Thus the primary function of the bosses, to
transfer the loads on the piston head to the pis
12, as shown in Figs. 2 and 5, and a cylindrical
ton rod, is directly and e?iciently accomplished
skirt portion M extending downwardly from the
with a minimum of metal. Spacing of the bosses
from the skirt eliminates skirt warpage and
localized stresses which would result from un
rim of the head and providing a bearing por
tion for the piston against the cylinder Wall.
equal metal thicknesses and temperature gradi
Cylindrical grooves l6, l8, and [9 in the skirt
ents such as are present in prior structures hav
receive compression rings for sealing the high
pressure side of the piston from the low pressure 55 ing bosses attached to the skirt.
2,408,875
4
My piston is particularly adapted for manu
supplemented, if desired, by reinforcing and cool
facture by a forging process, that is, it may be
ing ribs (not shown) similar to those shown at
readily shaped both internally and externally by
32 in Figs. 1-2. For lightening the piston and
forming dies prior to machining. This method
obtaining the correct piston weight, holes 42 are
of manufacture is not only economical but ef 1,1 formed as shown on both sides of the rib 40.
fects improved qualities in the piston metal. In
The modi?cation of Figs. 3-5 is otherwise sim
order to admit the forming dies to the interior
of the piston, it is desirable to form the con
ilar to Figs. 1_-2, except for slight differences in
the extent and shape of the bosses 26, ?ange 20,
tinuous flange 20 as an external ?ange during
and the convex or spherical portion of head III.
the forging process and then turn it inwardly to 10 In both modi?cations the skirt l4 need not ter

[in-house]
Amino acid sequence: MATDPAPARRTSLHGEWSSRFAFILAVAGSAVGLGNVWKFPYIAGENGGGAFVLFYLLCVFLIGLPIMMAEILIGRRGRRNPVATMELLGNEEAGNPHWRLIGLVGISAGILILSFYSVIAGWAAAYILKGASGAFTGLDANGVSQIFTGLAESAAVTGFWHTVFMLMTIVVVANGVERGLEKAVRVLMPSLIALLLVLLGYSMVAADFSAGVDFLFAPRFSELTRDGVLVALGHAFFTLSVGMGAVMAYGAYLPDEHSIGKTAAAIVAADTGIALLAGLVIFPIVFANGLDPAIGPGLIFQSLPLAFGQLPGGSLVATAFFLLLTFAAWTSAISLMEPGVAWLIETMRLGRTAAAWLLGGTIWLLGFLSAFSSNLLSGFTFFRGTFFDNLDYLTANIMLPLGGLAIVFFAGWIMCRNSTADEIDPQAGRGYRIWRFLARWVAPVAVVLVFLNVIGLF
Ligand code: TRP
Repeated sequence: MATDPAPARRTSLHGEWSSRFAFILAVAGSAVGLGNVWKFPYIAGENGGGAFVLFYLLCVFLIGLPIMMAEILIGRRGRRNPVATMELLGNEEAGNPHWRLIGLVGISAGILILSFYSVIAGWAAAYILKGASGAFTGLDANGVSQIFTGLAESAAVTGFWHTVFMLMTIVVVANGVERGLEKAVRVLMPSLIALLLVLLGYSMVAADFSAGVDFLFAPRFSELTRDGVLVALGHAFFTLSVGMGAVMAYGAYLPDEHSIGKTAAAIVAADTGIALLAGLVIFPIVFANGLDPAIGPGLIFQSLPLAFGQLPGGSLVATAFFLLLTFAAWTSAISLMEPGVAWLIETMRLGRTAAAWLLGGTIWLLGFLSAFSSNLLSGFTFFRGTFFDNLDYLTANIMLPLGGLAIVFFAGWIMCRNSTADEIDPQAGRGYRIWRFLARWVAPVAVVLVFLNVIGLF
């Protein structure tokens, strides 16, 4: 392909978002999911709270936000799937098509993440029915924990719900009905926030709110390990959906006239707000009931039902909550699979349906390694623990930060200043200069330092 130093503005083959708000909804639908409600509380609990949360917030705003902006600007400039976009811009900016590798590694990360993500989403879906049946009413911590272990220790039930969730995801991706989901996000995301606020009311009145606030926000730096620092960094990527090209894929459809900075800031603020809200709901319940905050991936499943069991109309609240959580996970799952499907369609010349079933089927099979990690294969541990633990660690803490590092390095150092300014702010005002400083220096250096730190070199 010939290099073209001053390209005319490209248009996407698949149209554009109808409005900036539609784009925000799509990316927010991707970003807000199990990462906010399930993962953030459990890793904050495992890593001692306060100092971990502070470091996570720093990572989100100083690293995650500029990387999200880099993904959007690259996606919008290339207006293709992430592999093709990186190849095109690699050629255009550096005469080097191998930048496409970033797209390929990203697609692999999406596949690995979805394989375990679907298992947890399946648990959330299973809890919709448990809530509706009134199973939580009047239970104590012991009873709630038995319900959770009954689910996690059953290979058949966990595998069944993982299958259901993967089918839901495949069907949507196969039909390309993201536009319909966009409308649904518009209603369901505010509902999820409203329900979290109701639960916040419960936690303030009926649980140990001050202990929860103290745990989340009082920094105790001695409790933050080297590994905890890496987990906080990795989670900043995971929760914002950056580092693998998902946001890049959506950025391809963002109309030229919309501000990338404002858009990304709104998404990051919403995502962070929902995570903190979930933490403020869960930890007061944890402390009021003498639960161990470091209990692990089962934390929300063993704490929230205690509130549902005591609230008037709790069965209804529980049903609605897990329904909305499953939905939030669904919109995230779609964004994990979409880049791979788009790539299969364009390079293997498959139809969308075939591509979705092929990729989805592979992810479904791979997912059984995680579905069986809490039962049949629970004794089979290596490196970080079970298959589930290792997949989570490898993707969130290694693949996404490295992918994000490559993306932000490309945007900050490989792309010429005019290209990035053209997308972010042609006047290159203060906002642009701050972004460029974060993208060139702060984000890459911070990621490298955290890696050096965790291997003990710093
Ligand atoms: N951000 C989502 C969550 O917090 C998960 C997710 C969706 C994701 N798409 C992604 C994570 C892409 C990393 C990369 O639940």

produce an interna1 ?ange which is machined
minate at the ?ange 20 but may extend below
to the shape shown at 20 in the drawing. If the
this ?ange, as is shown in Fig. 6.
pin bosses 26 are attached to the skirt, and ‘ex
It is to be understood that the invention is not
tend axially of the piston to a point adjacent
?ange 20, then when the ?ange "20 is turned in- wards during manufacture, a crack or ‘fold ‘or
localized stressed portion is formed in ‘the metal,
at the bossed portion, because of the greater metal
thickness and increased sti?ness at this ‘point.
This di?iculty is obviated in pistons constructed
according to my invention because the pin bosses
are free from. the skirt at the position ‘of the
lower ?ange '20 and hence this ?ange may be
turned or spun in during manufacture without
interference with the bosses.
'For reinforcing and cooling the piston ‘head,
?ns 32 may be provided. The piston pin ‘may
be held against sideways'movement in the holes
34 of the bosses by means of snap rings (not
shown) which ?t against counterbores 3B 'of
the bosses 26. ’ Piston-pin =p1ugs:29, which ?t in
the ends of the piston pin ‘3|.and have ‘projec
tions bearing against the cylinder wall, may also
be used to retain the pin against‘l'ateral move
ment.
‘In the modi?cation of Figs. 3-5, a rib 4'0 rein
forces the vcentral portion of the head :10 and
joins the bosses“ at'the top end thereof. This
construction might be considered as a “handle”
wherein the “hand portion” (rib'40) is connected
to'the'piston head and the "bail portion” (bosses
‘26) are connected to the piston'rod through the
piston pin. The rib‘contributes materially to the
strength ‘of the head and bosses and may ‘be
‘limited to the‘speci?c embodiment herein illus
trated "and described, but may be used in other
'ways without'departure from its spirit as de?ned
by the following claims.
I claim:
'
1. ‘A piston for an internal combustion engine
comprising an integral ‘extruded cup including an
‘annular skirt portion open at one end and hav
ing a head portion closing the otherend thereof,
extruded bosses integral with said head extend
ing in the direction of the axis of said piston in
free spaced relation with said ‘skirt, saidbosscs
being substantially coextensive with said skirt, a
circumferentially continuous inwardly swaged
?ange extending around the open "end of said
skirt and overhanging the space between said
30 bosses and said skirt, and a ring ‘groove in the
outer surface of saidl?ange.
2. An extruded piston for an internal com
bustion engine comprising a head, a skirt depend
ing from said head and integral therewith,'spac'ed
bosses integral with said head extending'in free
spaced relation with said skirt vvand terminating
substantially in the plane of the open end of said
skirt, a circumferentially continuous inwardly
swaged ?ange around the open end'of said skirt
40 projecting inwardly over the interior surface of
said skirt,'and aligned bores in said bosses for
receiving a piston pin.
WRIGHT‘ A. PARKINS.